Greek crisis sends US stocks lower

Stocks in the US have fallen broadly following drops in overseas markets as Greeks voted to reject creditor conditions for more loans, but the losses were not as steep as many had feared.

Greek crisis sends US stocks lower

Stocks in the US have fallen broadly following drops in overseas markets as Greeks voted to reject creditor conditions for more loans, but the losses were not as steep as many had feared.

With time running out for Greece to strike a new deal and its banks desperately short of cash, a wave of selling that started in Asia early Monday spread to Europe, then the US. By the end of the day, nine of the 10 industry groups in the Standard and Poor’s 500 index were down. But the index itself had fallen a modest 0.4%.

Still, many investors were clearly nervous, putting money into assets considered safe bets in turbulent times such as US government bonds. A rout in the stocks of oil drillers and other energy companies fed the selling as the price oil plunged nearly 8%.

In a Sunday referendum on creditor demands for spending cuts and tax hikes in exchange for more bailout money, 61% of Greeks voted “no”, a much higher proportion than anticipated.

Some analysts attributed the lack of sharper sell-off in stock markets to the resignation of the Greek finance minister, which might help bailout talks resume.

The Dow Jones industrial average fell 46.53 points, or 0.3%, to 17,683.58. The S&P 500 gave up 8.02 points, or 0.4%, to 2,068.76. The Nasdaq composite fell 17.27 points, or 0.3%, to 4,991.94.

In Europe, Germany’s DAX fell 1.5% while the CAC-40 in France fell 2%. The FTSE 100 index of leading British shares was 0.8% lower.

Many in the markets fear that the Greek vote has pushed the country one step closer to leaving the euro.

Greek banks are running out of cash even after the government last week placed limits on how much depositors can withdraw. The European Central Bank (ECB) has been providing emergency credit to the banks, but on yesterday said it could not increase the amount offered because the banks’ collateral was weaker now.

Meeting in Paris with her French counterpart, German chancellor Angela Merkel stressed the importance of Greece taking “responsibility” for reforming its economy.

Both she and French president Francois Hollande said the door was open to more negotiations. Eurozone leaders meet today to discuss the crisis.

Several reports from global banks and investment firms predicted the country will have no choice but to exit the euro and issue its own currency to relieve the cash crunch. A so-called Grexit from the euro is considered one of the biggest risks facing the global economy.

“The prospects of Greece remaining in the eurozone have suffered a setback,” said Bill O’Neill, head of the UK Investment Office at UBS Wealth Management. “A deal to keep Greece in the eurozone remains possible, but the odds against a successful conclusion have now lengthened.”

Russ Koesterich, chief strategist at giant money manager BlackRock, wrote in note to clients that he does not think the Greece crisis poses a “longer-term” threat to the global economy or financial markets.

Oil fell 4.40 dollars to 52.53 dollars a barrel on worries that a slowdown in Europe from the Greek crisis will cut demand for oil. Prices also reflected worries that Iranian crude held back by sanctions will soon hit the market as talks with the US over Iran’s nuclear programme continue to progress.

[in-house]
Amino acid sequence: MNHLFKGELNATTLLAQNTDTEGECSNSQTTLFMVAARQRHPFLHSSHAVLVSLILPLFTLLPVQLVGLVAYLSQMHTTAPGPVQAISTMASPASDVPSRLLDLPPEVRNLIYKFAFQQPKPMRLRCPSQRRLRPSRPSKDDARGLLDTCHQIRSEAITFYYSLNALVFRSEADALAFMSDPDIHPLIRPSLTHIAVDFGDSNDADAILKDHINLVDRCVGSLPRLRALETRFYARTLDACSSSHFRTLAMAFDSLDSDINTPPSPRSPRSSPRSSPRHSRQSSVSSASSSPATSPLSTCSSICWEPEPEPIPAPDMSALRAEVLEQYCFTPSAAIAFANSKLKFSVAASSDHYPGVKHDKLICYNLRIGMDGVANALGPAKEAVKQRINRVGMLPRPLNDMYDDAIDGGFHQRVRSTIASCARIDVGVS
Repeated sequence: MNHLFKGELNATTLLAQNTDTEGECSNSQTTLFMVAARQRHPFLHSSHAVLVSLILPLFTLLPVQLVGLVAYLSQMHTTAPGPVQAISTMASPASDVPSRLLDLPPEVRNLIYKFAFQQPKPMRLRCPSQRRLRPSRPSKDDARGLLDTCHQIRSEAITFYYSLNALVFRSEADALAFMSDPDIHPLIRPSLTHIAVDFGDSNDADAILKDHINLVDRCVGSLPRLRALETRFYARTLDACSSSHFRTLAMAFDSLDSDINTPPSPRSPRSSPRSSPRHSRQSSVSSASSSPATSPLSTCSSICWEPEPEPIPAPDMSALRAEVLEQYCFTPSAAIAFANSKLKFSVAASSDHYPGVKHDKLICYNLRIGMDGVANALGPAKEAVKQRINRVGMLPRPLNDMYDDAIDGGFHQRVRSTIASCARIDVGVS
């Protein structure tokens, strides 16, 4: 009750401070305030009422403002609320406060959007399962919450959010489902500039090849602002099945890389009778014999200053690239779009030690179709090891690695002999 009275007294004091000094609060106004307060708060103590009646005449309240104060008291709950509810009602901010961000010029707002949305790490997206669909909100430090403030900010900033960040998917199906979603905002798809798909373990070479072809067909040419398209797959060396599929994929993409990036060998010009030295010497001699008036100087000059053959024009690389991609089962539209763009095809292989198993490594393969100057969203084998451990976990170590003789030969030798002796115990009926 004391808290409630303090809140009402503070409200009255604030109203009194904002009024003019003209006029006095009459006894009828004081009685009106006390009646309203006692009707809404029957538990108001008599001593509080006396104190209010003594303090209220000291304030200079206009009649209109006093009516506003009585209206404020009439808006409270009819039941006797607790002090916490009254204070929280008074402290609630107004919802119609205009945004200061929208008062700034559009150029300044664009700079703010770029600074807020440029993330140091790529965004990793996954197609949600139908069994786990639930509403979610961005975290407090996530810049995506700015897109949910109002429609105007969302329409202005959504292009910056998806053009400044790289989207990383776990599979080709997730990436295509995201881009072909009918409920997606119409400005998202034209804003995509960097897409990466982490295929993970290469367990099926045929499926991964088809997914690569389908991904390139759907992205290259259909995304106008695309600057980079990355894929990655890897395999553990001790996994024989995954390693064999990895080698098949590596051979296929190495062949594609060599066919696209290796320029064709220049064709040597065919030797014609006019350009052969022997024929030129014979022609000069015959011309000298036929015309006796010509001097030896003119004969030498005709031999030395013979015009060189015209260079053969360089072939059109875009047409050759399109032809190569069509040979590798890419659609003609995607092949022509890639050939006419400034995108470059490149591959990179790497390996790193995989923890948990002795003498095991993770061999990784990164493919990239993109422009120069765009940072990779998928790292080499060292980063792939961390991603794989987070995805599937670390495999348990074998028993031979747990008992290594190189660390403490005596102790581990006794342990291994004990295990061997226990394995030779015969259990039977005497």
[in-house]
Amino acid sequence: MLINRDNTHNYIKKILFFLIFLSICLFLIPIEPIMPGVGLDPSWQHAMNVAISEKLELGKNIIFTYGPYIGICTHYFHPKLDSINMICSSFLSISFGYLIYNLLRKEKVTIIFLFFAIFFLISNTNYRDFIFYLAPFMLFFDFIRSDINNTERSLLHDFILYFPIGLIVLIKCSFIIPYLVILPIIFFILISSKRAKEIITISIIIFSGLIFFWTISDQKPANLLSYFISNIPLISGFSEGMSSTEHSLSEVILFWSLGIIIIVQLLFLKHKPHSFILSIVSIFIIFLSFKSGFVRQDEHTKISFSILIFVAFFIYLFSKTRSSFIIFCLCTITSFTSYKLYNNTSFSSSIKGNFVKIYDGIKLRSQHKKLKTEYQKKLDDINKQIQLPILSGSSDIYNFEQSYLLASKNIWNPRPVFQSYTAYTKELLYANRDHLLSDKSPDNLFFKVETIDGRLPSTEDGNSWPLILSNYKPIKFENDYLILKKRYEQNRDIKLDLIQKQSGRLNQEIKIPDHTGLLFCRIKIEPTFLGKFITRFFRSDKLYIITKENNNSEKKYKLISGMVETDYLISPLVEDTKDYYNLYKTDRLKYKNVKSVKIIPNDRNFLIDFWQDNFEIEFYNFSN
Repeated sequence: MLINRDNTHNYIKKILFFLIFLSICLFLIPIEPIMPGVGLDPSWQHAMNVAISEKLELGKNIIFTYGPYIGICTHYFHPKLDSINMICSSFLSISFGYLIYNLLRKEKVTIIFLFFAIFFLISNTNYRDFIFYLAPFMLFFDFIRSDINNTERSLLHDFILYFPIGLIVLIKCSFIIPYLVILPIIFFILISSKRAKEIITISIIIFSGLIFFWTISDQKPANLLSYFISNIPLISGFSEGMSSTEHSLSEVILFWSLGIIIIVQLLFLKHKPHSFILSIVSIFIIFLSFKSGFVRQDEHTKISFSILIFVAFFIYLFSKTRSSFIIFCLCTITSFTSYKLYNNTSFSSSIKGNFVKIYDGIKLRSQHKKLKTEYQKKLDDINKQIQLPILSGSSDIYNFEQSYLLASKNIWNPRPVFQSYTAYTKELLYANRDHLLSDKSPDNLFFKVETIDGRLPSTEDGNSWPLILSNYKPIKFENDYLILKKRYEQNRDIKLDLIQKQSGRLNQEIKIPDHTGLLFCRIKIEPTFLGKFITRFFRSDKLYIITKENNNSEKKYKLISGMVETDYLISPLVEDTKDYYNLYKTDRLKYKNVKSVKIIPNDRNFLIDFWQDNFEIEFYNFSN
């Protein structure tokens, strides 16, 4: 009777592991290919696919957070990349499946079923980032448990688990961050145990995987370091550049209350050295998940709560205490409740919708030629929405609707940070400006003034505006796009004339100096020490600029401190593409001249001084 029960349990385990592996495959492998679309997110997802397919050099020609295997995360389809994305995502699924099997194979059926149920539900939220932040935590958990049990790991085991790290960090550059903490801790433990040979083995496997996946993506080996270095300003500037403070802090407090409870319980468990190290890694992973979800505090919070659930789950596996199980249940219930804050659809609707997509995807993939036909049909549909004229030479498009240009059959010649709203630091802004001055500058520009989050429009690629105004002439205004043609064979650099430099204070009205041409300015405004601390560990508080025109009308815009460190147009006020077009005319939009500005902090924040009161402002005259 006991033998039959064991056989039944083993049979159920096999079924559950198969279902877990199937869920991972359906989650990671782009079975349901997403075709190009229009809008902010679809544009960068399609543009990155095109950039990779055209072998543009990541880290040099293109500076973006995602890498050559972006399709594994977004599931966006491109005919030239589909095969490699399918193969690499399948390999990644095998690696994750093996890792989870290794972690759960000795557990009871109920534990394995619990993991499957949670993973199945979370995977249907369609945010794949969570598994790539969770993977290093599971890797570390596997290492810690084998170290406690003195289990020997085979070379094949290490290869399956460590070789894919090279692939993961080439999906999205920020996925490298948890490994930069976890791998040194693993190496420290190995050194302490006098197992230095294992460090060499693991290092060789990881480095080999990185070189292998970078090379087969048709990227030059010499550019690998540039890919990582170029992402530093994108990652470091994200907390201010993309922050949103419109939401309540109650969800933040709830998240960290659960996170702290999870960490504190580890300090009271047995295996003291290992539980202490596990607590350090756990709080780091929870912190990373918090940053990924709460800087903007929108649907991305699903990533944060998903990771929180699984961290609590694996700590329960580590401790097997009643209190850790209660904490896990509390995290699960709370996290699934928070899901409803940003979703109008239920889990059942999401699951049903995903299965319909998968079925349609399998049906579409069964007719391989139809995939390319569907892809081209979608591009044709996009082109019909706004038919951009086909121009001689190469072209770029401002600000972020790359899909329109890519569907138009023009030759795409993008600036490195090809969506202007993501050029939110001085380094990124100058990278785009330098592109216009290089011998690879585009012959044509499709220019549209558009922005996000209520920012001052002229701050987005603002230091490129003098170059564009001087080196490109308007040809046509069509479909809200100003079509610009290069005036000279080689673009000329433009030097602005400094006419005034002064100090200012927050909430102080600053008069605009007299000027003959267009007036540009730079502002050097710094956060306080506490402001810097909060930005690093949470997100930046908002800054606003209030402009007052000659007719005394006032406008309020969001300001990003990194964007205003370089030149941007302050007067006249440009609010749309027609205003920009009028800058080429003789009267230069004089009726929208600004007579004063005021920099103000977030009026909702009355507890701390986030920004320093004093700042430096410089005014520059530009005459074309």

Some hopes for progress in the talks with Greece grew yesterday after Greek finance minister Yanis Varoufakis quit. Over months of negotiations, Mr Varoufakis’ relations with his peers in the eurozone had deteriorated significantly.

“The fact that Varoufakis has resigned hints that the Greek government may at least be offering an olive branch given his reputation for using aggressive terms such as ’water-boarding’ to describe the creditors’ actions,” said Jane Foley, a senior currency analyst at Rabobank International.

The eurozone has taken steps after years of trouble with Greece to limit damage from a default and euro exit. Banks in Europe no longer hold much Greek government debt and the European Central Bank has pledged to pump liquidity into its financial system should fear spread through Europe.

Still, investors are on edge.

When the Greek government announced June 29 plans to hold a referendum and the closure of the country’s banks, markets plunged around the world. In the US, the S&P 500 fell 2.1%, its biggest drop since the start of the year.

Yesterday, investors braced for a repeat as Asian markets opened sharply lower. By the end of their trading days, Japan’s Nikkei 225 and South Korea’s Kospi each dropped more than 2%. Hong Kong’s Hang Seng sank 3.2%.

China bucked the trend. The country’s benchmark index, the Shanghai Composite climbed 2.4% after regulators and the securities industry intervened to prop up prices that had been falling in recent weeks.

Among US stocks making big moves, Aetna sank 8.08 dollars to 117.43 dollars, a 6.4% loss. That was the biggest slide in the S&P 500. The company agreed last week to buy rival health insurer Humana for 35 billion dollars.

The euro fell 0.5% to 1.1057 dollars. The dollar slipped 0.3% to 122.54 Japanese yen.

Bond prices rose. The yield on the 10-year Treasury note fell to 2.29% from 2.39% late Thursday, a big move. US markets were closed Friday for Independence Day.

Brent crude, a benchmark for international oils used by many US refineries, fell 3.78 dollars to close at 56.54 dollars in London.

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